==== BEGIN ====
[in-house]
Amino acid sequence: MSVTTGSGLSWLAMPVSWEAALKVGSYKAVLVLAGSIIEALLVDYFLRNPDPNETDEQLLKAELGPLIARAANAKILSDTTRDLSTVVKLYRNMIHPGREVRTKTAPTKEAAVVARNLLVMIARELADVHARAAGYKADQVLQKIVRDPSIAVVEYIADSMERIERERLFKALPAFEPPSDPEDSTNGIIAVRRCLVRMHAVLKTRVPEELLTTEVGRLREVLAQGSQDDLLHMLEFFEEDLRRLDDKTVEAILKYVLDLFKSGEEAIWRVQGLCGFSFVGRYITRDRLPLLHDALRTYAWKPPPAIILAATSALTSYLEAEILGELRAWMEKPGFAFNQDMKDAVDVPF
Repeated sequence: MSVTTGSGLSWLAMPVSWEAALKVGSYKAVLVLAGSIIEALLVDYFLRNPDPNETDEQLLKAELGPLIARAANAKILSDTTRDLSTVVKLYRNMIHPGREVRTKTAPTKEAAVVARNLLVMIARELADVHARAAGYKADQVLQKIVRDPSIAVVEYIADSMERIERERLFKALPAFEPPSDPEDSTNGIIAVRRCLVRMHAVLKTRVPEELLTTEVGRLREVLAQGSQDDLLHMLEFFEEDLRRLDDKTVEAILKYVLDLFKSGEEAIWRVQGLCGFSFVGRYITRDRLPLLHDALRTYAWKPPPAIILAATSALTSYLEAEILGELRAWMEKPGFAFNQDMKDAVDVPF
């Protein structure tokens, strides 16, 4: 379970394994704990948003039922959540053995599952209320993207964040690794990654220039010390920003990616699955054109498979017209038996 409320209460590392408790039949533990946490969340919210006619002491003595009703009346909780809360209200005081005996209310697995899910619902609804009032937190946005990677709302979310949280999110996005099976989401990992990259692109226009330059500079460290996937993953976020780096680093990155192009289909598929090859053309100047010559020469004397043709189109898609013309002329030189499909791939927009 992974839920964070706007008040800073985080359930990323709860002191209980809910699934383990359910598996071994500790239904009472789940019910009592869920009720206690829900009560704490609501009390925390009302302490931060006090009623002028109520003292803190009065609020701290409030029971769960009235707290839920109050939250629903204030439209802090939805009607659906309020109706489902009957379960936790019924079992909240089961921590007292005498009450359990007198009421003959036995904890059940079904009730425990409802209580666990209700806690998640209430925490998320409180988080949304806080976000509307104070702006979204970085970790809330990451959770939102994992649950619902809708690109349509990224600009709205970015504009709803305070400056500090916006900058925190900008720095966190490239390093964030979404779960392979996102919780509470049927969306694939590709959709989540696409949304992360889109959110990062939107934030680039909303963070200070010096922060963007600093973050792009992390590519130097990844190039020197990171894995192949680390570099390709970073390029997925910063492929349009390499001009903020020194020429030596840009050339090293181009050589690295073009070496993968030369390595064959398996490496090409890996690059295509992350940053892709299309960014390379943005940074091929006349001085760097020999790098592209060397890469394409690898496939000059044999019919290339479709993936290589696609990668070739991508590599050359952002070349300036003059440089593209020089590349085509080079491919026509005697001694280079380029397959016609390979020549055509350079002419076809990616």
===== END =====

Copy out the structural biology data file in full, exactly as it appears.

[in-house]
Amino acid sequence: MSVTTGSGLSWLAMPVSWEAALKVGSYKAVLVLAGSIIEALLVDYFLRNPDPNETDEQLLKAELGPLIARAANAKILSDTTRDLSTVVKLYRNMIHPGREVRTKTAPTKEAAVVARNLLVMIARELADVHARAAGYKADQVLQKIVRDPSIAVVEYIADSMERIERERLFKALPAFEPPSDPEDSTNGIIAVRRCLVRMHAVLKTRVPEELLTTEVGRLREVLAQGSQDDLLHMLEFFEEDLRRLDDKTVEAILKYVLDLFKSGEEAIWRVQGLCGFSFVGRYITRDRLPLLHDALRTYAWKPPPAIILAATSALTSYLEAEILGELRAWMEKPGFAFNQDMKDAVDVPF
Repeated sequence: MSVTTGSGLSWLAMPVSWEAALKVGSYKAVLVLAGSIIEALLVDYFLRNPDPNETDEQLLKAELGPLIARAANAKILSDTTRDLSTVVKLYRNMIHPGREVRTKTAPTKEAAVVARNLLVMIARELADVHARAAGYKADQVLQKIVRDPSIAVVEYIADSMERIERERLFKALPAFEPPSDPEDSTNGIIAVRRCLVRMHAVLKTRVPEELLTTEVGRLREVLAQGSQDDLLHMLEFFEEDLRRLDDKTVEAILKYVLDLFKSGEEAIWRVQGLCGFSFVGRYITRDRLPLLHDALRTYAWKPPPAIILAATSALTSYLEAEILGELRAWMEKPGFAFNQDMKDAVDVPF
């Protein structure tokens, strides 16, 4: 379970394994704990948003039922959540053995599952209320993207964040690794990654220039010390920003990616699955054109498979017209038996 409320209460590392408790039949533990946490969340919210006619002491003595009703009346909780809360209200005081005996209310697995899910619902609804009032937190946005990677709302979310949280999110996005099976989401990992990259692109226009330059500079460290996937993953976020780096680093990155192009289909598929090859053309100047010559020469004397043709189109898609013309002329030189499909791939927009 992974839920964070706007008040800073985080359930990323709860002191209980809910699934383990359910598996071994500790239904009472789940019910009592869920009720206690829900009560704490609501009390925390009302302490931060006090009623002028109520003292803190009065609020701290409030029971769960009235707290839920109050939250629903204030439209802090939805009607659906309020109706489902009957379960936790019924079992909240089961921590007292005498009450359990007198009421003959036995904890059940079904009730425990409802209580666990209700806690998640209430925490998320409180988080949304806080976000509307104070702006979204970085970790809330990451959770939102994992649950619902809708690109349509990224600009709205970015504009709803305070400056500090916006900058925190900008720095966190490239390093964030979404779960392979996102919780509470049927969306694939590709959709989540696409949304992360889109959110990062939107934030680039909303963070200070010096922060963007600093973050792009992390590519130097990844190039020197990171894995192949680390570099390709970073390029997925910063492929349009390499001009903020020194020429030596840009050339090293181009050589690295073009070496993968030369390595064959398996490496090409890996690059295509992350940053892709299309960014390379943005940074091929006349001085760097020999790098592209060397890469394409690898496939000059044999019919290339479709993936290589696609990668070739991508590599050359952002070349300036003059440089593209020089590349085509080079491919026509005697001694280079380029397959016609390979020549055509350079002419076809990616």